As parents, we only want the best for our children. This means providing them with the tools that they need to succeed in life. However, many of us fail to properly equip our children with the tools they’ll need to successfully manage their personal finances.
All too often, parents wait until their children are teenagers before they begin discussing the importance of saving money, living on a budget, and investing. Although better late than never, it’s imperative that parents introduce their children to certain monetary concepts at an early age.
How Young is Too Young?
You may be amazed at how much a toddler can understand about money. They know that money is used to buy things at stores. Some toddlers even understand that mommy and daddy earn money at their jobs.
If they can understand this, then they can definitely start learning more about money and the importance of saving.
How to Get Started?
Getting started with teaching young children about money isn’t difficult. It’s as simple as establishing a few rules for savings and spending.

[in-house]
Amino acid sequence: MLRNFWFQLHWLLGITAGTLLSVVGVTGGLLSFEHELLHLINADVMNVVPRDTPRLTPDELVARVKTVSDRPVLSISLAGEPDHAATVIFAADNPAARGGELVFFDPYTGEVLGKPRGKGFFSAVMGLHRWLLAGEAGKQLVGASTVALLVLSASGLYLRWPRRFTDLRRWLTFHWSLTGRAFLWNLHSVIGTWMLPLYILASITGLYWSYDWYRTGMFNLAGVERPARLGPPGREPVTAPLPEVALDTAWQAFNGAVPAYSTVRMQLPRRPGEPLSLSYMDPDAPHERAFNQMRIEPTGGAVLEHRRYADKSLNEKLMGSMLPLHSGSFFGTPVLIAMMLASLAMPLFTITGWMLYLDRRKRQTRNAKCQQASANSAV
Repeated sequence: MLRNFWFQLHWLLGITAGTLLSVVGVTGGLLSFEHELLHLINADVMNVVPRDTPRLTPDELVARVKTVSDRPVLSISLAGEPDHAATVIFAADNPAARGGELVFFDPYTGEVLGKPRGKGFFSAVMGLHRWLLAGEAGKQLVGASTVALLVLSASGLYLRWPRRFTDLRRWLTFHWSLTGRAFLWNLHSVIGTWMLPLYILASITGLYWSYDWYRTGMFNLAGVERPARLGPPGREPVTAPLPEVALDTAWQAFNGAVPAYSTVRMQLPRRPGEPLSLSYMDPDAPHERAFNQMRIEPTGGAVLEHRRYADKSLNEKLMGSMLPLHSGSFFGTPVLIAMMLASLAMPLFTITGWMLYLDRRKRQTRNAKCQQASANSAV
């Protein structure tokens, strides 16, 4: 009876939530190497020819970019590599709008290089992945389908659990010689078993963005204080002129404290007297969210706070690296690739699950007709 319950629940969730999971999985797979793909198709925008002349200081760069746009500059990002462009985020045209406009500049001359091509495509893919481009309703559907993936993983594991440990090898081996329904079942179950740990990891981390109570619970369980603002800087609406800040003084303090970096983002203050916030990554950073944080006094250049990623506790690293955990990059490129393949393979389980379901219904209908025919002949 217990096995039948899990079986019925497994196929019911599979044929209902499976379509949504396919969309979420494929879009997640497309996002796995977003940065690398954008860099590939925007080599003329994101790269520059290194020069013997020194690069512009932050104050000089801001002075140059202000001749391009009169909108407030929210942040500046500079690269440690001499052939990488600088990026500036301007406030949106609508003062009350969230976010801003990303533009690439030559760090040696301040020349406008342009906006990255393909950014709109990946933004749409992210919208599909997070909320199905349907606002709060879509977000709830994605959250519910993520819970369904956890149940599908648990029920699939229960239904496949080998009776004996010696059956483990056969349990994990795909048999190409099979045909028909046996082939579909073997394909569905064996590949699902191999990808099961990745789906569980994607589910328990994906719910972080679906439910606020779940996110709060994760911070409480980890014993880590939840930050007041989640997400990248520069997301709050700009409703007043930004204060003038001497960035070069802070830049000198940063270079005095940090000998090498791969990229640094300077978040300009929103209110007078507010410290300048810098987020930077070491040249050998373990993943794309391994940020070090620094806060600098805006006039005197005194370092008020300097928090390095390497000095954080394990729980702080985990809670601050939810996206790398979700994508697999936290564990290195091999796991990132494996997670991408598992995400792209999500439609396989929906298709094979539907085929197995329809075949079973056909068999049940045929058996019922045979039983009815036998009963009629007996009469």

Before you can begin, you’ll need to explain to your child that sometimes they will have to wait to get something that they really want. This want creates an initial savings goal for your child.
Get your child three small piggy banks and label each jar with either “Savings,” “Spending,” and “Sharing.” Help your child create a simple budget of how they will account for any money they receive and how much they need to save to purchase what they want.
When your child gets money from an allowance or as a gift, help them stick to their budget and savings plan. Make it clear that any money set aside for spending can be used for smaller purchases, money saved for sharing is to be given to charity, and the money they’ve saved for themselves can be used to purchase their big item.
Incorporating Additional Lessons
As your child grows it’s important to introduce them to more advanced financial concepts. By the age of ten, children should understand that money is a limited resource and not every family has the same amount.
Young teenagers can begin learning about how money grows and important financial concepts, such as the Time Value of Money and compound interest.
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